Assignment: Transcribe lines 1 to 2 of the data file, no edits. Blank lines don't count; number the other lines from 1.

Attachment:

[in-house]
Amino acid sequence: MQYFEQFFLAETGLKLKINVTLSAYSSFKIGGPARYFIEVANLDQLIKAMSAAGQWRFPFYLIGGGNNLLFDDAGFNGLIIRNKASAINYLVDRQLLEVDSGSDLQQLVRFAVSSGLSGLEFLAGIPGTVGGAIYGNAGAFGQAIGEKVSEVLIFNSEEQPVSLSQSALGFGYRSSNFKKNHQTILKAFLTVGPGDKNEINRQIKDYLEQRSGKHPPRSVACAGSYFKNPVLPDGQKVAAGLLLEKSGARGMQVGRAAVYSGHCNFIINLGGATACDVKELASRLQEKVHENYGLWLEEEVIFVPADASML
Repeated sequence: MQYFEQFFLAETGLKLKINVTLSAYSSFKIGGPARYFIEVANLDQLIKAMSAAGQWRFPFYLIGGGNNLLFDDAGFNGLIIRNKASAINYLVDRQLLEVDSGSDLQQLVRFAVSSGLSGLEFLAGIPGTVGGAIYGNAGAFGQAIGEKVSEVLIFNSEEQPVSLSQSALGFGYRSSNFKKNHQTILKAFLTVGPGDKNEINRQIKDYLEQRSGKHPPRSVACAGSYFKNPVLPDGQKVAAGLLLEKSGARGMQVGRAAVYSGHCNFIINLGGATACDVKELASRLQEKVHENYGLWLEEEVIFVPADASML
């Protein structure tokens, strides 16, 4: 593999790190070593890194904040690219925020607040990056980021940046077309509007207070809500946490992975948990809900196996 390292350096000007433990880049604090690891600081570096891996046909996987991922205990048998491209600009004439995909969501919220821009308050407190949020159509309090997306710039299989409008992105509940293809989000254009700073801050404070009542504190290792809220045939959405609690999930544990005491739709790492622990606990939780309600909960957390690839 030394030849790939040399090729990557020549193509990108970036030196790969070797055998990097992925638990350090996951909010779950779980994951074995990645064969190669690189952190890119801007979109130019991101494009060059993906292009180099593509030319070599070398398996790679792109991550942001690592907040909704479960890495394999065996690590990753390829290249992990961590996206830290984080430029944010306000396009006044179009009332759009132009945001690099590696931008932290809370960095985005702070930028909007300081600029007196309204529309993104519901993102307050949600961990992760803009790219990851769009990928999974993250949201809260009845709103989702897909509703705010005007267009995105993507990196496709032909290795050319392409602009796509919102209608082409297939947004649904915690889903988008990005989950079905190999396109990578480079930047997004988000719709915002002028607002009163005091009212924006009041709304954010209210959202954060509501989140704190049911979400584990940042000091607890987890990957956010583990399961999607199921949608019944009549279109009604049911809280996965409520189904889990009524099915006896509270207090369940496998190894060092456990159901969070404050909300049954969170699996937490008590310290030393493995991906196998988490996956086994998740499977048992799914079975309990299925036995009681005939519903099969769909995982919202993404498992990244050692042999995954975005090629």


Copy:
[in-house]
Amino acid sequence: MQYFEQFFLAETGLKLKINVTLSAYSSFKIGGPARYFIEVANLDQLIKAMSAAGQWRFPFYLIGGGNNLLFDDAGFNGLIIRNKASAINYLVDRQLLEVDSGSDLQQLVRFAVSSGLSGLEFLAGIPGTVGGAIYGNAGAFGQAIGEKVSEVLIFNSEEQPVSLSQSALGFGYRSSNFKKNHQTILKAFLTVGPGDKNEINRQIKDYLEQRSGKHPPRSVACAGSYFKNPVLPDGQKVAAGLLLEKSGARGMQVGRAAVYSGHCNFIINLGGATACDVKELASRLQEKVHENYGLWLEEEVIFVPADASML